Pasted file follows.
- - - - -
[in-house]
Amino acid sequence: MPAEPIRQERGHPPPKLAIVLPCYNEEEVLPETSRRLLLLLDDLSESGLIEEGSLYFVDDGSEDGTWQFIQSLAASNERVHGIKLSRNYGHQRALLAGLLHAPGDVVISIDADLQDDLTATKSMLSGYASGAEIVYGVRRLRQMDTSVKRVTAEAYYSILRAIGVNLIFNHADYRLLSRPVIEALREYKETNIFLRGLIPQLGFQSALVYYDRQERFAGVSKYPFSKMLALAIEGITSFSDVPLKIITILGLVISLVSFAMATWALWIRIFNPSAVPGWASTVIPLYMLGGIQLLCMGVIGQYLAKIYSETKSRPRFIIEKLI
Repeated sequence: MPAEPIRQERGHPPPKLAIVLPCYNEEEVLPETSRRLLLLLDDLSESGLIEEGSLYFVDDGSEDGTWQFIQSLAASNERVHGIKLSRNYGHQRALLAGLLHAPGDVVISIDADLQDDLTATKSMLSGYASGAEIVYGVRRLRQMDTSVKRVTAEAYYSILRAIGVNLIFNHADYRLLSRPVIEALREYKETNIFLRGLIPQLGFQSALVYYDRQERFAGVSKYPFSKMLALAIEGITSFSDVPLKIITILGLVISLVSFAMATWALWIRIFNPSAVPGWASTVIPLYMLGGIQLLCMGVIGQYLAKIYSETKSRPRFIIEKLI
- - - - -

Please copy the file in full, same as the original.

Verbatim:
[in-house]
Amino acid sequence: MPAEPIRQERGHPPPKLAIVLPCYNEEEVLPETSRRLLLLLDDLSESGLIEEGSLYFVDDGSEDGTWQFIQSLAASNERVHGIKLSRNYGHQRALLAGLLHAPGDVVISIDADLQDDLTATKSMLSGYASGAEIVYGVRRLRQMDTSVKRVTAEAYYSILRAIGVNLIFNHADYRLLSRPVIEALREYKETNIFLRGLIPQLGFQSALVYYDRQERFAGVSKYPFSKMLALAIEGITSFSDVPLKIITILGLVISLVSFAMATWALWIRIFNPSAVPGWASTVIPLYMLGGIQLLCMGVIGQYLAKIYSETKSRPRFIIEKLI
Repeated sequence: MPAEPIRQERGHPPPKLAIVLPCYNEEEVLPETSRRLLLLLDDLSESGLIEEGSLYFVDDGSEDGTWQFIQSLAASNERVHGIKLSRNYGHQRALLAGLLHAPGDVVISIDADLQDDLTATKSMLSGYASGAEIVYGVRRLRQMDTSVKRVTAEAYYSILRAIGVNLIFNHADYRLLSRPVIEALREYKETNIFLRGLIPQLGFQSALVYYDRQERFAGVSKYPFSKMLALAIEGITSFSDVPLKIITILGLVISLVSFAMATWALWIRIFNPSAVPGWASTVIPLYMLGGIQLLCMGVIGQYLAKIYSETKSRPRFIIEKLI